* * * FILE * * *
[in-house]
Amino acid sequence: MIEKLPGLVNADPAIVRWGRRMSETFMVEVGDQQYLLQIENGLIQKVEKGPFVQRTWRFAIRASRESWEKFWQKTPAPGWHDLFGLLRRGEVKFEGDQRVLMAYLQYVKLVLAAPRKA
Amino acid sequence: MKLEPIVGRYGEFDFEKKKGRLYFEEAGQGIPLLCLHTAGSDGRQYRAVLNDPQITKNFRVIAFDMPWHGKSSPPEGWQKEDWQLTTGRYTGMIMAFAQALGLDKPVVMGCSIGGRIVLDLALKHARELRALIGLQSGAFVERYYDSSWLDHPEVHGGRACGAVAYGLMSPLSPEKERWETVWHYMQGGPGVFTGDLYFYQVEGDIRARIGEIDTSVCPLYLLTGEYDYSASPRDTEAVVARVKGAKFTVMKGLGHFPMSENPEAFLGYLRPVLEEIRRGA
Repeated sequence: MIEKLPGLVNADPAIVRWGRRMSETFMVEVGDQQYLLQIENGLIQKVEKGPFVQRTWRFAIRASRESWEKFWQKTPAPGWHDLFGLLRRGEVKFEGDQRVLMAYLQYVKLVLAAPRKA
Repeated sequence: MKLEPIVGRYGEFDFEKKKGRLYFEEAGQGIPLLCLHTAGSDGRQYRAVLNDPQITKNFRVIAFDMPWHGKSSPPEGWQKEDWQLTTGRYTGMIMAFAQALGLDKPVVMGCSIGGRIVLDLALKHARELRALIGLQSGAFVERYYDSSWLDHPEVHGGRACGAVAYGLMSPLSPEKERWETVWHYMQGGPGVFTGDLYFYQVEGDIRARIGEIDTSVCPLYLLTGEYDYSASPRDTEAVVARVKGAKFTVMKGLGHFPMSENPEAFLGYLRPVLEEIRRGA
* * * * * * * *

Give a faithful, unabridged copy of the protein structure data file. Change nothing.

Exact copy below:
[in-house]
Amino acid sequence: MIEKLPGLVNADPAIVRWGRRMSETFMVEVGDQQYLLQIENGLIQKVEKGPFVQRTWRFAIRASRESWEKFWQKTPAPGWHDLFGLLRRGEVKFEGDQRVLMAYLQYVKLVLAAPRKA
Amino acid sequence: MKLEPIVGRYGEFDFEKKKGRLYFEEAGQGIPLLCLHTAGSDGRQYRAVLNDPQITKNFRVIAFDMPWHGKSSPPEGWQKEDWQLTTGRYTGMIMAFAQALGLDKPVVMGCSIGGRIVLDLALKHARELRALIGLQSGAFVERYYDSSWLDHPEVHGGRACGAVAYGLMSPLSPEKERWETVWHYMQGGPGVFTGDLYFYQVEGDIRARIGEIDTSVCPLYLLTGEYDYSASPRDTEAVVARVKGAKFTVMKGLGHFPMSENPEAFLGYLRPVLEEIRRGA
Repeated sequence: MIEKLPGLVNADPAIVRWGRRMSETFMVEVGDQQYLLQIENGLIQKVEKGPFVQRTWRFAIRASRESWEKFWQKTPAPGWHDLFGLLRRGEVKFEGDQRVLMAYLQYVKLVLAAPRKA
Repeated sequence: MKLEPIVGRYGEFDFEKKKGRLYFEEAGQGIPLLCLHTAGSDGRQYRAVLNDPQITKNFRVIAFDMPWHGKSSPPEGWQKEDWQLTTGRYTGMIMAFAQALGLDKPVVMGCSIGGRIVLDLALKHARELRALIGLQSGAFVERYYDSSWLDHPEVHGGRACGAVAYGLMSPLSPEKERWETVWHYMQGGPGVFTGDLYFYQVEGDIRARIGEIDTSVCPLYLLTGEYDYSASPRDTEAVVARVKGAKFTVMKGLGHFPMSENPEAFLGYLRPVLEEIRRGA